On Thursday, January 15, 2015, the Chamber of Commerce of Greater Milford held a Legislative Luncheon, allowing members to ask questions of state legislators and city officials regarding issues facing the Milford area. Panel members included Senator Gary Simpson, Representatives Bobby Outten, Dave Wilson and Harvey Kenton as well as Mayor of Milford Bryna Shupe.
“For the last two years, we have dealt with social issues in the General Assembly rather than economic issues,” Representative Harvey Kenton explained. “We are expecting bills designed to repeal the death penalty and legalizing marijuana, but we aren’t dealing with our flat revenues, increases in taxes and the need for more jobs in Delaware.” Representative Kenton said that taxpayers are being asked to contribute more and more in taxes, with school districts seeking referendums, Sussex Tech requesting more funding and the state looking at additional taxes in order to balance the budget.
Representative Kenton said that he felt his job as a legislator was to protect the innocent and to punish those who prey on their neighbors. He said that the state had a responsibility to promote job growth, noting that the legislators do not make jobs, but that the private sector does. Kenton believes that the State continues to implement regulations and requirements that “make no sense but make it difficult for a new business to build in the state.”
“If you travel on Route 1, look at the Mills Brothers gas station,” he said. “I call them ‘Sidewalks to Nowhere’ and this is a prime example. There is a sidewalk that starts at the Mills Brothers property and ends at a culvert just north of the gas station. It serves no purpose, but the state required that it be installed. These are ridiculous, petty requirements that discourage new businesses in our state.”
Representative Outten, who represents the Harrington area, said that jobs are a major focus for him as well, noting that two large companies had closed their Harrington facilities, costing the area many jobs. “Our biggest industry right now is the slots,” Representative Outten said. “They are creating jobs, but not as many as they could because the state takes a large portion of their income. If we reduced the taxes, even more jobs could be created.”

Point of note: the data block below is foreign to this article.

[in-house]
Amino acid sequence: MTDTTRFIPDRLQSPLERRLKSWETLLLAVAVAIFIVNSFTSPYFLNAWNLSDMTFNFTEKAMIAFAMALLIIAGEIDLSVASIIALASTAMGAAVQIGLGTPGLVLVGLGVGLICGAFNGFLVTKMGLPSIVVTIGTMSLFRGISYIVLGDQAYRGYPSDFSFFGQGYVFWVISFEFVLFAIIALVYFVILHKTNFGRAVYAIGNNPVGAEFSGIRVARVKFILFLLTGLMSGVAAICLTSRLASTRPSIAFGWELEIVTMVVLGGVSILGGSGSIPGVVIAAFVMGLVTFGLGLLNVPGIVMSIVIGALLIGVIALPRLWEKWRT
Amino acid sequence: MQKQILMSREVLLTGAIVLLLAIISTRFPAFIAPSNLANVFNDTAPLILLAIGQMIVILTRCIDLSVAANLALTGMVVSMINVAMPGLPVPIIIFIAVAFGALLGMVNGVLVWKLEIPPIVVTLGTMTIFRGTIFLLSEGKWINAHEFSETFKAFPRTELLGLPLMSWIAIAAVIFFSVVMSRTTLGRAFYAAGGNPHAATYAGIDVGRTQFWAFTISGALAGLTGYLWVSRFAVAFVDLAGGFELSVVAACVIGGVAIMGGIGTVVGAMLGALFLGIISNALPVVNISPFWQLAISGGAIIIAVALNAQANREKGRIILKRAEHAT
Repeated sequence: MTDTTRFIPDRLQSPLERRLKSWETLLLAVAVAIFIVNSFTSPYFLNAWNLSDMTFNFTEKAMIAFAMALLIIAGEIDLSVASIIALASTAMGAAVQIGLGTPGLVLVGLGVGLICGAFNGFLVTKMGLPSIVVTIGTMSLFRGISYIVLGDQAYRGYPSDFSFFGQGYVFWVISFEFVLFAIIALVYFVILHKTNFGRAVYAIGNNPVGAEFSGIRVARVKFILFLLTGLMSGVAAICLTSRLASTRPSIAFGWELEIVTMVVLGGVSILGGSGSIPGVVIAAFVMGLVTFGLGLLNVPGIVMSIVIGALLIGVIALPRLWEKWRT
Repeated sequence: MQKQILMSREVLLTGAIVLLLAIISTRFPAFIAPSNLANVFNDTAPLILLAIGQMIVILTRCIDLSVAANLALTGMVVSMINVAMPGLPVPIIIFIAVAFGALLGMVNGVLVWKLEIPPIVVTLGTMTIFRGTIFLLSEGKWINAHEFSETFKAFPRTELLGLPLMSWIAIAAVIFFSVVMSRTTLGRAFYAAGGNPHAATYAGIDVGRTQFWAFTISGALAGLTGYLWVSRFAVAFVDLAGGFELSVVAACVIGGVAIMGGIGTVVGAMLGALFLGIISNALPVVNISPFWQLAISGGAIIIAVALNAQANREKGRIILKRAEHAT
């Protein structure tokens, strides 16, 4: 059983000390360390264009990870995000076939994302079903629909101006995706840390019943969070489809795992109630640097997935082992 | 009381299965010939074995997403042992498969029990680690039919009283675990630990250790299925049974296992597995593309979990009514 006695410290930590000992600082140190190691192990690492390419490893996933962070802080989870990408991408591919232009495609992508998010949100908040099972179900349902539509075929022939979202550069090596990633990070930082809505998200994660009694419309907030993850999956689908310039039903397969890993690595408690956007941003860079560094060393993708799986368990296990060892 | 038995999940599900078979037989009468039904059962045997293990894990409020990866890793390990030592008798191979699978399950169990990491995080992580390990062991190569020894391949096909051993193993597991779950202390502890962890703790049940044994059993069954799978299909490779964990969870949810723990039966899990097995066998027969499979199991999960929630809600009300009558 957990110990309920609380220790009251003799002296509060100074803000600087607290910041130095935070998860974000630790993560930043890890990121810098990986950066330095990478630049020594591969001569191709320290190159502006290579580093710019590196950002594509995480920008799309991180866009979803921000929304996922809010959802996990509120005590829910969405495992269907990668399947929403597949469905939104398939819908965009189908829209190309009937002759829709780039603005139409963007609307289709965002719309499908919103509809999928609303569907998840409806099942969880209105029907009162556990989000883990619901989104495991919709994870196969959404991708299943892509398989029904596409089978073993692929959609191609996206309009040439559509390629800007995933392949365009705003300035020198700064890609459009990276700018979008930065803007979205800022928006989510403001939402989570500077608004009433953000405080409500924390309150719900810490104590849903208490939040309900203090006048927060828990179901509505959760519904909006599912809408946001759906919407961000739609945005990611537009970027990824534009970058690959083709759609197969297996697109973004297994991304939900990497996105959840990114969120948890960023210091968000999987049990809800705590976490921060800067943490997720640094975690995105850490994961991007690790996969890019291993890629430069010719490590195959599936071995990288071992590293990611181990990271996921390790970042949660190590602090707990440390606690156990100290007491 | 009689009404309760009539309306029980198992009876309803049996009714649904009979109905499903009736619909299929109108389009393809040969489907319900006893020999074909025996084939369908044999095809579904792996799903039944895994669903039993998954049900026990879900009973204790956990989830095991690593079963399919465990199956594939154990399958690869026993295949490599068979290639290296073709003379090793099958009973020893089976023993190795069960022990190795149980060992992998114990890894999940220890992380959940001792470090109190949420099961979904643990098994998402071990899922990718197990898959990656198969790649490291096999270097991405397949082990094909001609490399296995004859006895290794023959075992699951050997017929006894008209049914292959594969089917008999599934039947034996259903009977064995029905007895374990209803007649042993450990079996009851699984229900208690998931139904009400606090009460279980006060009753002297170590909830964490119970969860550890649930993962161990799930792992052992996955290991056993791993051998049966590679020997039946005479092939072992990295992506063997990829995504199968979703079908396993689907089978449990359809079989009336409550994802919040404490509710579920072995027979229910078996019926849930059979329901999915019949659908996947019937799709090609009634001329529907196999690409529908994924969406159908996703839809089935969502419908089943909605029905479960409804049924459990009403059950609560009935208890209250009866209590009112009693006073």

Representative Wilson agreed with Representative Outten that the taxes levied against the slots were significant and that the state was not addressing some of the problems that developed as a result of gambling.“We balanced the budget on the backs of the casinos,” Representative Wilson said. “I agree that they create a large number of jobs, but it seems as if the people going there the most are the ones that can least afford it. If they have $50 and a $150 electric bill, they head to the slots, thinking they can win what they need to pay the bill. They lose it and are now in worse shape. Some of the high Medicaid and food stamp costs in this state may be related to gambling problems that we need to address.”
Senator Simpson pointed out that one-third of the state budget was to pay for Medicaid, which is not the same as Medicare. “Medicaid provides help to those who cannot afford medical care, it is based on income,” said Senator Simpson. “I am hearing about a lot of fraud in our Medicaid system. Recently, the CATO Institute reported that cash benefits from Medicaid in Delaware were the equivalent of $35,000 per year in benefits. How does this encourage someone to get a job? If they can stay home and get better benefits than if they went out and got a job, why wouldn’t they simply stay home?”